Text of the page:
Twas a BMW BOF - [gets out pen and paper to list DH's sensible attributes...pauses...scratches head...bites pencil...ponders...sighes heavily...stares out of window...]

ChocStocksRunningLow Mon 18-Mar-13 20:56:37

Evidently not in MLaQueen's company. Otherwise he'd notice at interview that the grad in question was not actually appropriate for the role.

ChocStocksRunningLow Mon 18-Mar-13 20:57:18

Lumpy, me if you want. You know it would be worth it.

Portofino Mon 18-Mar-13 20:57:35

Sorry- I didn't mean to imply that Mr LaQueen WAS a fool. blush. As a successful entrepreneur I am sure he is far from being so.... I source IT consultants amongst other things so I know first hand what mark up these agencies charge. He is definitely missing a trick though.....

ChocStocksRunningLow Mon 18-Mar-13 20:59:30

Quite the contrary Porto, if he's managed to lose a BMW, I'd suggest fool comes into it somewhere.

digerd Mon 18-Mar-13 20:59:39

I remember when I was 6 and very sensitive, timid and shy. I loved dancing so mum sent me to a ballet school
We were at the dress rehearsal for a show and I was with others dancing on the stage, when the teacher shouted at me for something I was doing .

I was very upset and told mum I didn't want to go anymore and the reason.

LaQueen Mon 18-Mar-13 21:02:10

Aaaaah, just realised something...

I'll leave you gals to play nicely smile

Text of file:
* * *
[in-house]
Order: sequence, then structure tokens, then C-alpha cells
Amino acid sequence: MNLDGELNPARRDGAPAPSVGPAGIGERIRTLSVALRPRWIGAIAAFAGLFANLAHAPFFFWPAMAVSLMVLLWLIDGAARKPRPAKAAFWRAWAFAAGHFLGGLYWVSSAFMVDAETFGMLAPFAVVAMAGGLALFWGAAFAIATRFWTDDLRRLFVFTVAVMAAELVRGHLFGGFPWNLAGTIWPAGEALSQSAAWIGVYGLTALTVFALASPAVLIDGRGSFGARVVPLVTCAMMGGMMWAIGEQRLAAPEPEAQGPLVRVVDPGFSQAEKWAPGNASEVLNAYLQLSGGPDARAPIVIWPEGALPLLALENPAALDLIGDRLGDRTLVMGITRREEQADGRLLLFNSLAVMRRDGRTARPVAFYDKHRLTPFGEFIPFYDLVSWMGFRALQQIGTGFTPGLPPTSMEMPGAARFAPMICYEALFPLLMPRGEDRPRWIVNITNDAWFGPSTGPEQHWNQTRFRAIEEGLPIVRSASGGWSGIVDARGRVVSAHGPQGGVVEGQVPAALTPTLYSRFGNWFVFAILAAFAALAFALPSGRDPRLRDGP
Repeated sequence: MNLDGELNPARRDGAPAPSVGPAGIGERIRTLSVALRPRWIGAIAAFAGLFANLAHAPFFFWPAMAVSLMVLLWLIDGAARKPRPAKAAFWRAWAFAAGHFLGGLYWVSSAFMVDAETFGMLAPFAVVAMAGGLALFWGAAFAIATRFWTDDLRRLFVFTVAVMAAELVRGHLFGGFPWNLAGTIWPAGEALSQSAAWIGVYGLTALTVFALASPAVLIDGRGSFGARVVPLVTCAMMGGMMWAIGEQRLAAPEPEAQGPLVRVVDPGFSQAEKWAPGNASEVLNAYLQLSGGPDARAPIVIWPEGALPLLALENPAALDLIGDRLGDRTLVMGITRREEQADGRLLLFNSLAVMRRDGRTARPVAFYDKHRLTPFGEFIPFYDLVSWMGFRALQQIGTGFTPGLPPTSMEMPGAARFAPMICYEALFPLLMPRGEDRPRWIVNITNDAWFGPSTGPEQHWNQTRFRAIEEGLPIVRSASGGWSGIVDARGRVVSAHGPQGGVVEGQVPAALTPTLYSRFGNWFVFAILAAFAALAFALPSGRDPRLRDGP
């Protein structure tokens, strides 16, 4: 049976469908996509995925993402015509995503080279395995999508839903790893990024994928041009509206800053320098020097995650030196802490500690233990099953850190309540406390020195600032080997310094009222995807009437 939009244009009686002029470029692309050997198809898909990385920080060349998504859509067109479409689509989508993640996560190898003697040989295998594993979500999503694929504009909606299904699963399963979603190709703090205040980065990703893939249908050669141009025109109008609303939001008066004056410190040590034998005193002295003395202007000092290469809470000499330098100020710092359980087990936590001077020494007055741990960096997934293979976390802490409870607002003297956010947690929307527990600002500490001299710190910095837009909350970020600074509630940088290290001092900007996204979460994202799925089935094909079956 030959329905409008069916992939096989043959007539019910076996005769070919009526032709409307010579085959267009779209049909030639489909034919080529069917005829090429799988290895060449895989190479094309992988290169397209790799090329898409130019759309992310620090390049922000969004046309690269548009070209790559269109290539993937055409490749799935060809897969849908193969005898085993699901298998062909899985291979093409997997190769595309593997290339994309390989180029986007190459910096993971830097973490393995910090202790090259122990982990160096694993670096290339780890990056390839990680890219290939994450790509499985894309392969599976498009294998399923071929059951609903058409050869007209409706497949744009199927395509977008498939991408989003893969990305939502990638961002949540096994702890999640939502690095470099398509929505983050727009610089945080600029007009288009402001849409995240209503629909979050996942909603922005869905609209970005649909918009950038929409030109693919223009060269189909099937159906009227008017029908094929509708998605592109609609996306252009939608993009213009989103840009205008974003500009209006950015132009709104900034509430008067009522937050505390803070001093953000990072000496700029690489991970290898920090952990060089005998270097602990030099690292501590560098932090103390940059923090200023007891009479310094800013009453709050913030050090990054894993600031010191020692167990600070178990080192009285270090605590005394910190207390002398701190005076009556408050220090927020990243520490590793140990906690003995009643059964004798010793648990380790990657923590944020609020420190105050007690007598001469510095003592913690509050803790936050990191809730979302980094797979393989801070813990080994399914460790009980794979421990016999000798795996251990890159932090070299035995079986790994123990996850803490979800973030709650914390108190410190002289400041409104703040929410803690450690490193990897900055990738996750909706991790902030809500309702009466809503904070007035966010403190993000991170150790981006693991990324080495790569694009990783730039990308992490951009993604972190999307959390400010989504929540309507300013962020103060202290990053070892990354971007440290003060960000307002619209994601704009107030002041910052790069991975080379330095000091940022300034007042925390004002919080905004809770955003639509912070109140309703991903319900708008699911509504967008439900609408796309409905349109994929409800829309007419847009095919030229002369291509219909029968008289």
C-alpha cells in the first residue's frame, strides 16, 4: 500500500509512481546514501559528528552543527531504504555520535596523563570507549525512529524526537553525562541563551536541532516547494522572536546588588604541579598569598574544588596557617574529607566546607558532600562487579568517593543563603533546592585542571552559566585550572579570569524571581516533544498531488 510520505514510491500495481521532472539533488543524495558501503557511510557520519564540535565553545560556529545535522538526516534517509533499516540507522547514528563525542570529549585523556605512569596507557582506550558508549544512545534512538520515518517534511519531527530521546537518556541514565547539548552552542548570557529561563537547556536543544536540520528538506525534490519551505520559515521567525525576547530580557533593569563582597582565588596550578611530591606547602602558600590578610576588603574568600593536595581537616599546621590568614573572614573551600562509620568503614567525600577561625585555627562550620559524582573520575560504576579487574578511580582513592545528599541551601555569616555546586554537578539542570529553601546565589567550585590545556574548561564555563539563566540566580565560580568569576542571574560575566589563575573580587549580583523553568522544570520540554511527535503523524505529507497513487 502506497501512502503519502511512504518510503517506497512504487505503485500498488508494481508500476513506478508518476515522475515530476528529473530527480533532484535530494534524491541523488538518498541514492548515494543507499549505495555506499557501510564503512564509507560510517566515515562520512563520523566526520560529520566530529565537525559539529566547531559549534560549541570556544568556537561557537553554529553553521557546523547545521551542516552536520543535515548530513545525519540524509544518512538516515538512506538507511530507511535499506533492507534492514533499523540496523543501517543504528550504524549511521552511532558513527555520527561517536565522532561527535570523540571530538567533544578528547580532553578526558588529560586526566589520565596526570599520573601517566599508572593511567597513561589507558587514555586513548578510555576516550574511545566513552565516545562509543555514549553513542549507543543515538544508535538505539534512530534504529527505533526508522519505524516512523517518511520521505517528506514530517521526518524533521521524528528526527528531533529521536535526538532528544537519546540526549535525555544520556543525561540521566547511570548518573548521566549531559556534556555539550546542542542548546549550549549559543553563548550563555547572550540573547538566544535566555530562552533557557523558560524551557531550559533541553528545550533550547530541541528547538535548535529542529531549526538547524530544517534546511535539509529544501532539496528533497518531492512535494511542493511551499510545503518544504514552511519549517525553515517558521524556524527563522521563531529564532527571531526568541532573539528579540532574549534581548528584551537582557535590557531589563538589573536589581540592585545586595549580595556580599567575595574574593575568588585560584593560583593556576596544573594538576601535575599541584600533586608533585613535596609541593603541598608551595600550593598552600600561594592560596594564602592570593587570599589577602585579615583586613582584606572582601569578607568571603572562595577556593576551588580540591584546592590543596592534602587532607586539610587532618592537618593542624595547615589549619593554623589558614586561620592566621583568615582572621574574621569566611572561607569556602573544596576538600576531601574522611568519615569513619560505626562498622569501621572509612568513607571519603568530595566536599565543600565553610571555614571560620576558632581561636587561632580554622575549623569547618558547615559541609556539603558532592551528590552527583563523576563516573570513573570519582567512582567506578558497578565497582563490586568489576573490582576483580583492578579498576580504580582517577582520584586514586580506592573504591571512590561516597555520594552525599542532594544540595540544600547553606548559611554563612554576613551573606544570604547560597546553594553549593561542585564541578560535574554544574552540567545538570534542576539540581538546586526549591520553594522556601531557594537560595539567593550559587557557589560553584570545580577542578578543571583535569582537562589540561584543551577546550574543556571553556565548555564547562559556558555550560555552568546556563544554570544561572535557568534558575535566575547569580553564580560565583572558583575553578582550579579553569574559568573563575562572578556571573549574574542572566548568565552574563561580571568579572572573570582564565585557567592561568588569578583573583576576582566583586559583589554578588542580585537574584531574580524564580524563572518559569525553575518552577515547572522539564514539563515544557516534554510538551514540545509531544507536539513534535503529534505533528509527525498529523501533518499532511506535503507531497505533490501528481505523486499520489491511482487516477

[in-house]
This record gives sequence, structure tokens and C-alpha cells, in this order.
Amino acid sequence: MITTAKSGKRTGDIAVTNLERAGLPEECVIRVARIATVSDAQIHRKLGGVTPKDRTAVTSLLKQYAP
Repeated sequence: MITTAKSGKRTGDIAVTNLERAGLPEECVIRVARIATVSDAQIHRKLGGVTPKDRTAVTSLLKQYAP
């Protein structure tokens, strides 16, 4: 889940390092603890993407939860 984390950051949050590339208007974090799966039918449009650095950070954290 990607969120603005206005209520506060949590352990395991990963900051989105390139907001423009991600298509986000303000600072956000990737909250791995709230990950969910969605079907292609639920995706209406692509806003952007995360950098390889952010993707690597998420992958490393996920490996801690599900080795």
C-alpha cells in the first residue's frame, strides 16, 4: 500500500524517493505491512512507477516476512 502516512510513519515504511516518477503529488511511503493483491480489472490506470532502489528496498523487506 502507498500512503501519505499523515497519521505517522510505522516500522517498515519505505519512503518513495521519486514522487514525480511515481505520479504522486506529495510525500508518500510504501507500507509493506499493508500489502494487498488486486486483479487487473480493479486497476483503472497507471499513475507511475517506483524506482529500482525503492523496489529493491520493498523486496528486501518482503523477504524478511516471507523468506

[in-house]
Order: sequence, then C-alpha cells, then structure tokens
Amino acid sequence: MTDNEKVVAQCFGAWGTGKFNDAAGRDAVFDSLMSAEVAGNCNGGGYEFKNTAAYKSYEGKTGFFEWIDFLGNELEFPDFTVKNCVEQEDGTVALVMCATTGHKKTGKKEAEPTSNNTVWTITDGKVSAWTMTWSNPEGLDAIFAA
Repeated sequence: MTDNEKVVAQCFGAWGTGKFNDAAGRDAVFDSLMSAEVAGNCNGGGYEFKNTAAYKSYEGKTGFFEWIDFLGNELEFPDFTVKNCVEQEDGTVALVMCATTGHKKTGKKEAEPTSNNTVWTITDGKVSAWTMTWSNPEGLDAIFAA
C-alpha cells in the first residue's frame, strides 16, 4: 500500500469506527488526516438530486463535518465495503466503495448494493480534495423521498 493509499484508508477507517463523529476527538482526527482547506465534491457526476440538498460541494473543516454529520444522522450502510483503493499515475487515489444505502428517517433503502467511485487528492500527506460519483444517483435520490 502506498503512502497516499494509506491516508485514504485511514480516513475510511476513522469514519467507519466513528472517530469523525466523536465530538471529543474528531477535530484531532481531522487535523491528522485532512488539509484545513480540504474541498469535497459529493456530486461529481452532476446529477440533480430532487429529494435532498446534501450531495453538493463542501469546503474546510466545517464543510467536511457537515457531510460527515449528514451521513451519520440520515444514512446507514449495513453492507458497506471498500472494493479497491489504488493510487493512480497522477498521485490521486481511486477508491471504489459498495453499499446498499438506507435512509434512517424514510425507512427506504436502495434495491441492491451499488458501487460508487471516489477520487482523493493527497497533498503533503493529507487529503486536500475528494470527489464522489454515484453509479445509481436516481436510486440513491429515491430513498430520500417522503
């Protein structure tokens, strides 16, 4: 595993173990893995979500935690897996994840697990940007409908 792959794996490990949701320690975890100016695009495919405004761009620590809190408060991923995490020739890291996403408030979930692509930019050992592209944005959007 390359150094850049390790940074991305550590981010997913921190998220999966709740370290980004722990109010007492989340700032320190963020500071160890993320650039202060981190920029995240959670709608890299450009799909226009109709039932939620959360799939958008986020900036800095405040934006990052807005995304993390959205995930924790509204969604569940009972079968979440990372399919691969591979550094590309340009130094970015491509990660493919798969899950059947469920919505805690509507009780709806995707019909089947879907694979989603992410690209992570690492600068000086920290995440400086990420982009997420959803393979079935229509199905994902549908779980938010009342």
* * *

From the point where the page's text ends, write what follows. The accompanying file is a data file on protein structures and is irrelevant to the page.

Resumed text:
Portofino Mon 18-Mar-13 21:02:47

LaQueen maybe you could ask MNHQ what rates they get for recruitment. Huge opportunity for benchmarking! As I am in Belgium it sadly won't work for me - otherwise I could get on at them about hosting costs and servers and the like... grin

Coconutty Mon 18-Mar-13 21:05:12

Not quite sure what's going on here but no likey.

LaQueen Mon 18-Mar-13 21:11:34

It's fine Coco - just let them play. I have no problem with it smile

ChocStocksRunningLow Mon 18-Mar-13 21:12:06

I'm as bewildered as you Coconutty tbh.

<polite cough>

Has the school clarified yet, OP?

Portofino Mon 18-Mar-13 21:45:55

Eh? confused

Ds1 is just finishing his second term of Law at university. Have I failed as a parent because I haven't rung the department to see how he is getting on? I do ask him if when he rings me, though - so maybe I am not a wholly neglectful mother......... grin

Thumbwitch Tue 19-Mar-13 06:30:15

<<completely ignores OP>>

I think the problem with graduates starts probably at school but it's perpetuated by the universities - the amount of handholding that they're offered can be quite ridiculous! I used to work for a college and we had to produce all this paperwork for them so they knew EXACTLY what was expected of them, including guidelines on how to do their assessments hmm - thinking for themselves wasn't a top priority, clearly! And we had a few of the "we pay for this, we expect you to tell us how to achieve the best marks" types - usually they didn't last the distance though. <phew>

You don't have to be a graduate to be a workshy entitled teen though - DH was a team leader in a popular supermarket for a while and he had one 17yo on his team who seriously CBA to do anything for her pay, she just wanted to stand around and fiddle with her hair, or chat to her friends when they came in - actually doing anything such as stocking shelves or tending to customers was, like, so beneath her. hmm

I also remember on one of my work placements during my degree that making tea for everyone was one of my jobs. Actually there were 3 of us students doing the placement, and we took it in turns - but we made tea for EVERYONE in the place, at a set time morning and afternoon, because we had a set tea break.
You didn't whinge about it, you just got on and did it! All part of learning how to interact in a work environment, IMO.

MoYerBoat Tue 19-Mar-13 06:43:05

OP - forgot to say YANBU

FullOfWoe Tue 19-Mar-13 06:49:36